A code of practice

We have developed a code of best practice, published today in the journal Current Biology, which seeks to mitigate or alleviate potential UAV disturbance to wildlife. It advocates the precautionary principle in lieu of sufficient evidence, encouraging researchers to recognise that wildlife responses are varied, can be hard to detect, and could have severe consequences.

Jarrod Hodgson launches a fixed-wing UAV on Macquarie Island.
J. Hodgson

It also provides practical recommendations. The code encourages the use of equipment that minimises the stimulus to wildlife. Using minimum-disturbance flight practices (such as avoiding threatening approach trajectories or sporadic flight movements) is advised. The code also recognises the importance of following civil aviation rules and effective maintenance and training schedules, and using animal ethics processes to provide oversight to UAV experiments.

The code isn’t just food for thought for biologists. It is relevant to all UAV users and regulators, from commercial aerial videographers to hobbyists. Unintentionally or otherwise, such users may find themselves piloting drones close to wildlife.

Our code urges the UAV community to be responsible operators. It encourages awareness of the results of flying in different environments and the use of flight practices that result in minimum wildlife disturbance.

Low-impact conservation

As researchers continue to develop and refine UAV wildlife monitoring techniques, research that quantifies disturbance should be prioritised. This research will need to be multi-faceted, because responses could vary between species or individuals, as well as over time and in different environments. Greater knowledge could help us to draw up species-specific guidelines for drone use, to minimise disturbance on a case-by-case basis.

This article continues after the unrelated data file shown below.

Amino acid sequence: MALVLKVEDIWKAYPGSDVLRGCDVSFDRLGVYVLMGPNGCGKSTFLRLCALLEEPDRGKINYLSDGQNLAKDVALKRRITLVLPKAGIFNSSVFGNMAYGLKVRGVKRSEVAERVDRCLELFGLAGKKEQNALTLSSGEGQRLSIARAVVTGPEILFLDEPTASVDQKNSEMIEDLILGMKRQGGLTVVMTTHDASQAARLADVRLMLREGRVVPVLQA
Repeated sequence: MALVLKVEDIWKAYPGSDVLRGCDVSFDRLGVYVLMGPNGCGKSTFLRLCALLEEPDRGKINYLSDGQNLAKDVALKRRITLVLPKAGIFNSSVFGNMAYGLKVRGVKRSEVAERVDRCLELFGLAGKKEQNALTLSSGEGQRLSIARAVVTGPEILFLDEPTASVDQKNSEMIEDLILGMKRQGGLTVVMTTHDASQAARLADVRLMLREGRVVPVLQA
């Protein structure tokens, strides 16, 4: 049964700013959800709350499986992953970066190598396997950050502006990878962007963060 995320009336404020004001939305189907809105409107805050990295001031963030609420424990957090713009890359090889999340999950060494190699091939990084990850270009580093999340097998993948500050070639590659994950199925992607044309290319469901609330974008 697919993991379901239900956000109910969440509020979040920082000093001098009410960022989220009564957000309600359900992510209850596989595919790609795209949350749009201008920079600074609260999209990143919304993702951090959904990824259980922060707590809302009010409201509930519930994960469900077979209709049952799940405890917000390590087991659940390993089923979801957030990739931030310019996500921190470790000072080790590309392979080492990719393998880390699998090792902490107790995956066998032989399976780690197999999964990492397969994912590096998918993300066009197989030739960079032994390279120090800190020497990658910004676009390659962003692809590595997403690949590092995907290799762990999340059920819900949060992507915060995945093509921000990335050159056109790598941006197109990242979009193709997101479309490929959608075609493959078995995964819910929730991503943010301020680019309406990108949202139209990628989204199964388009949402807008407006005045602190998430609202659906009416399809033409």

UAVs are a useful wildlife monitoring tool. We need to proactively develop and implement low-impact monitoring techniques. Doing so will expand our technological arsenal in the battle to manage Earth’s precious and increasingly threatened wildlife.

The Conversation

Jarrod Hodgson, PhD Candidate and Lian Pin Koh, Associate Professor

This article was originally published on The Conversation. Read the original article.

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Tips for Google Maps


The link below is to an article that offers 7 tips for using Google Maps.

For more visit:
http://www.makeuseof.com/tag/be-your-own-travel-guide-7-tips-to-travel-smarter-with-google-maps/

Climate Change: Trees Using Less Water


The links below are to articles reporting on how trees are using less water as a response to climate change.

For more visit:
http://news.mongabay.com/2013/0711-forests-water-co2.html
http://inhabitat.com/trees-are-adapting-to-climate-change-by-using-water-more-efficiently/

8 Tips to Using a Dehydrator to make tasty hiking food!


Lotsafreshair

One of the questions I get asked most is what do I eat in the bush? It might also explain why my Basic Food for Hiking Video is the 2nd most popular on the channel. Us hikers love our food!